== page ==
6. Serve cold, or even at room temperature.  It makes a good nighttime snack a few hours later as well.

A few years ago my daughter Sassy taught me that it is not the right thing to do to wish someone a good fast.  You are meant to suffer.  So I wish those of you that will be fasting on Tuesday a צום מועיל (tzom mo’il), a meaningful fast. 

About Miriyummy

All I want to do is live happily ever after.

Posted on 18 July 2010, in Cheesecake, Dairy, Family Life, Fish, Holiday cooking, Jerusalem, Shavuot and tagged , , , , , . Bookmark the permalink. 21 Comments.

  1. First of all, I love the idea that not having a set meal after the fast is symbolic and not my laziness, so thanks for that!!
    Second, I really don’t enjoy smoked salmon, but I am quite intrigued by the concept of a savory cheesecake. Do you have any ideas of other non-sweet things that I could work into your recipe?
    Have a meaningful fast! Or, as my eldest posted recently on facebook, have a fast fast!


    • I always turn my lazy customs into something symbolic. It’s the antithesis of being machmir on Pesach…

      Some other savory cheesecakes that I have made over the years:

      Spinach and feta — kinda like a spanikopita cheesecake with filo crust
      Cream cheese, kashkaval and fried peppers and onions
      Sour cream, mashed potato and green onion — with a potato chip topping
      Cauliflower cheese cheesecake
      Cucumber and nana — this is a no bake gelatined cheesecake

      I also remember an avocado cheesecake somewhere in the blogosphere but I can’t remember now where I saw it.

      If you need more detailed recipes just email me.


  2. I wonder what it would be like to make the top mixture and then bake it without the base (I tend to avoid carbohydrates – not that it is easy).The other recipes you mention seem quite nice too.


    • It would probably make a very nice fish pate. You could also try making a bottom crust of very thinly sliced courgettes dipped in egg and some herbs.


  3. Oooh, those sound good. Have you tried the Cauliflower Cheese Pie from the Moosewood cookbook? It’s heavenly!
    I will try patchkie-ing around with these – thanks!


  4. oh, mirj, i don’t have to wrap my brain around any of it– cheesecake? good. salmon? very good. together? sounds like pure yum! also, the spinach and feta is just plain cruel to mention without a recipe. sometime soon, oki doki? 🙂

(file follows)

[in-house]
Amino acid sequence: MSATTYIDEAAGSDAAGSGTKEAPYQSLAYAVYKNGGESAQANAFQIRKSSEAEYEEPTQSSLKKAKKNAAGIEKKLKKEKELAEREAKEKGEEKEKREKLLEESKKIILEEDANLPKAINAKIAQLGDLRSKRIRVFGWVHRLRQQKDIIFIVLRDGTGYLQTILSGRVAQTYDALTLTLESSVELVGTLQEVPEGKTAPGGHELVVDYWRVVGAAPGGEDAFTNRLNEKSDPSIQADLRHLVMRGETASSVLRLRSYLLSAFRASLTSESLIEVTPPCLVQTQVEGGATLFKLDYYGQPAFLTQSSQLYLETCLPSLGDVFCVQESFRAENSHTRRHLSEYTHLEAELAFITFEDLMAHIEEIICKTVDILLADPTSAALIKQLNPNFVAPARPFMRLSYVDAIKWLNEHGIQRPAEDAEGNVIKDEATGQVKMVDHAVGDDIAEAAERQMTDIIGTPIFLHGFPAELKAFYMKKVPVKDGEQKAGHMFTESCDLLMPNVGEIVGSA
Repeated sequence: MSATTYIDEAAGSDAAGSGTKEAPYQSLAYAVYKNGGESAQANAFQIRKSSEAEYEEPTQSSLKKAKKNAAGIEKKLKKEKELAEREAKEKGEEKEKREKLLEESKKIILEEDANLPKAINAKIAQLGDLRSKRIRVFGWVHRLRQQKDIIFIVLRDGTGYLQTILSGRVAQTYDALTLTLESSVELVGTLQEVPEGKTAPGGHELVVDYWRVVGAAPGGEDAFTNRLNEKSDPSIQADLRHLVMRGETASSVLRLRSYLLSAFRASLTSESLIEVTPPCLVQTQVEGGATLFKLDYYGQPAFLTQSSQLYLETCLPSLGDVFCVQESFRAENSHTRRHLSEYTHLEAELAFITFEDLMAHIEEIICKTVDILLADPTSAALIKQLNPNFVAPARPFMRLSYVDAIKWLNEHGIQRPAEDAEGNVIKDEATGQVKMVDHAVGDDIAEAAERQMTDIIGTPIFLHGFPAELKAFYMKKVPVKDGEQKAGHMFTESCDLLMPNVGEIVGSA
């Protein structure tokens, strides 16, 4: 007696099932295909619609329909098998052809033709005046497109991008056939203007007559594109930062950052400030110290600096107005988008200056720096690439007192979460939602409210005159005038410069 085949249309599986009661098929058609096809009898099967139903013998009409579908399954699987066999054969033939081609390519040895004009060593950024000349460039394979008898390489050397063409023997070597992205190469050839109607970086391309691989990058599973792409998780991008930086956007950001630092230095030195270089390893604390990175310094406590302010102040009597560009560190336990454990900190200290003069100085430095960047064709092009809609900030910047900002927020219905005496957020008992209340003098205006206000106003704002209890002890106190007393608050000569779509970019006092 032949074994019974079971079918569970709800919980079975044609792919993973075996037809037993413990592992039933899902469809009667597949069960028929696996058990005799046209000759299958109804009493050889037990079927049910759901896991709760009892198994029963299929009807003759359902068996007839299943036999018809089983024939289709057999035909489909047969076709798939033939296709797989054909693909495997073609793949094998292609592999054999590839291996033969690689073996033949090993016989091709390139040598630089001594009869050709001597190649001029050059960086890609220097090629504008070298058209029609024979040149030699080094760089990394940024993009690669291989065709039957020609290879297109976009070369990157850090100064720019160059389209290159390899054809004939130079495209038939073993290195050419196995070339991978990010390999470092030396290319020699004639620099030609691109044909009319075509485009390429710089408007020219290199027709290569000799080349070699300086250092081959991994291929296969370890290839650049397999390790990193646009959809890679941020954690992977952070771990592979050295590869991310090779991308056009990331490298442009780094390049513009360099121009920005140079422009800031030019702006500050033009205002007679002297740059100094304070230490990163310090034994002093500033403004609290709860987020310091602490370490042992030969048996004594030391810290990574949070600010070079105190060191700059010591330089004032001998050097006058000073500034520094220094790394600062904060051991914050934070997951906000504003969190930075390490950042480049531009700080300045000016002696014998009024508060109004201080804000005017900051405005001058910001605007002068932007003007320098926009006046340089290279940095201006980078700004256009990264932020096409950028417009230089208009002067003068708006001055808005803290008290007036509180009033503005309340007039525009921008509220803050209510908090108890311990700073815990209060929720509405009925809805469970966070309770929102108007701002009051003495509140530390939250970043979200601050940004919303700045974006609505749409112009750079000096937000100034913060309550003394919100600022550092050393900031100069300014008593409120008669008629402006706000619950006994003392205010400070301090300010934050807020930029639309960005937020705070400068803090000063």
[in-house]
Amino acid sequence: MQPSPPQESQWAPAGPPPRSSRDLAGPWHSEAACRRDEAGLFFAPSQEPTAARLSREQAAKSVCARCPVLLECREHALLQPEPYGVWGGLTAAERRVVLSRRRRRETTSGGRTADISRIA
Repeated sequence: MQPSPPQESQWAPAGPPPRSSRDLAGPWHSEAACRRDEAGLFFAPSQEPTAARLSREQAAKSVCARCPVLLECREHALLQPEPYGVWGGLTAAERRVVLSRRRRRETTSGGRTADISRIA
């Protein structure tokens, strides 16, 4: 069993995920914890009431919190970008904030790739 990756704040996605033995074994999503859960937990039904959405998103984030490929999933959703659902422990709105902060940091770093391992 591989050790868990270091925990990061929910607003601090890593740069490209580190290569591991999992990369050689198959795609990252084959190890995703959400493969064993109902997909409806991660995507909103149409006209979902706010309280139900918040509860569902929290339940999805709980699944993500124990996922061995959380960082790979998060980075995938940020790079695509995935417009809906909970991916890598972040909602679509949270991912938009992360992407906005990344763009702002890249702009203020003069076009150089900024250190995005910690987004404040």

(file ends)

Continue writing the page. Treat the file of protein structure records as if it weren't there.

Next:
your writing is divine and *meaningful,* as always!


  5. Years ago at university we had a competition to find who made the best / most interesting crumble. Not just apple crumble or blackberry crumble. They were too easy. The idea was to make other varieties that would wow the tastebuds.

    In the second year some people came along with savoury crumbles and we started a second section: best savoury crumble. So things like onion and carrots went well together if I remember. (ONE rule was that the crumbles had to be strictly vegetarian so all could come and eat).

    For the third year there were discussions on whether it would be possible to make a soup crumble so that we could have a 3-course meal with each course consisting of crumble. Nobody could come up with a recipe for soup crumble but we had lots more savoury varieties.

    So savoury cheesecake just makes a lot of sense. (And I did once have a recipe for avocado ice cream – a good starter course).


    • Soup crumble sounds divine! I see something oniony, melted cheese within, oregano-flavored crumble on top, all served in little individual bowls. You just sparked something here, Arthur! Watch this space!


  6. The savory cheesecake looks very good and I enjoyed reading your story.


  7. Looked at the spinach feta cheesecake – what can I use instead of feta – bulgarit maybe and can I do 9% cheese instead of the ricotta and can I use frozen spinach??? OR would this turn into a mess?


    • Definitely bulgarit, or maybe half and half with tzfatit, and if you want to sub for the ricotta better to use the Tuv Taam cheese, it’s firmer. Make sure the frozen spinach is completely drained, not too watery. Go for the leaves instead of those frozen little turds that Sunfrost makes.


  8. Irmgard Upmanis

    Your smoked salmon cheesecake sounds divine, something Peter and I would both enjoy. And savoury cheesecakes are not that unusual. I posted on Zaar a few years back a recipe for a Fiesta Cheesecake. It has a ground tortilla chip crust and the cheese mixture is flavoured with chopped peppers and Mexican spices, topped off after baking with salsa. It is so good!


  9. Sounds delicious and different.
    But there is no way I would eat it after the fast! No, my stomach couldn’t take salmon, cheese and sour cream at that point. I drink sweet tea for the first few hours, with some dry plain cookies. I usually only have my first bit of dairy in the morning (coffee with milk).
    But you don’t seem to be so sensitive, if pizza was your fast breaker….
    Anyway, hope you had an easy (ok, and meaningful) fast.


    • Your way sounds a lot healthier. We did the pizza thing first, and here it is, two in the morning, and I woke up about half an hour ago and can’t sleep. I can’t help but wonder if I had done it your way, would I be snoring away peacefully now?


  10. You’re in the me-ander: The Pre-Holiday Kosher Cooking Carnival. Visit and spread the word! Chodesh Tov. If you’d like to host one, please let me know. Thanks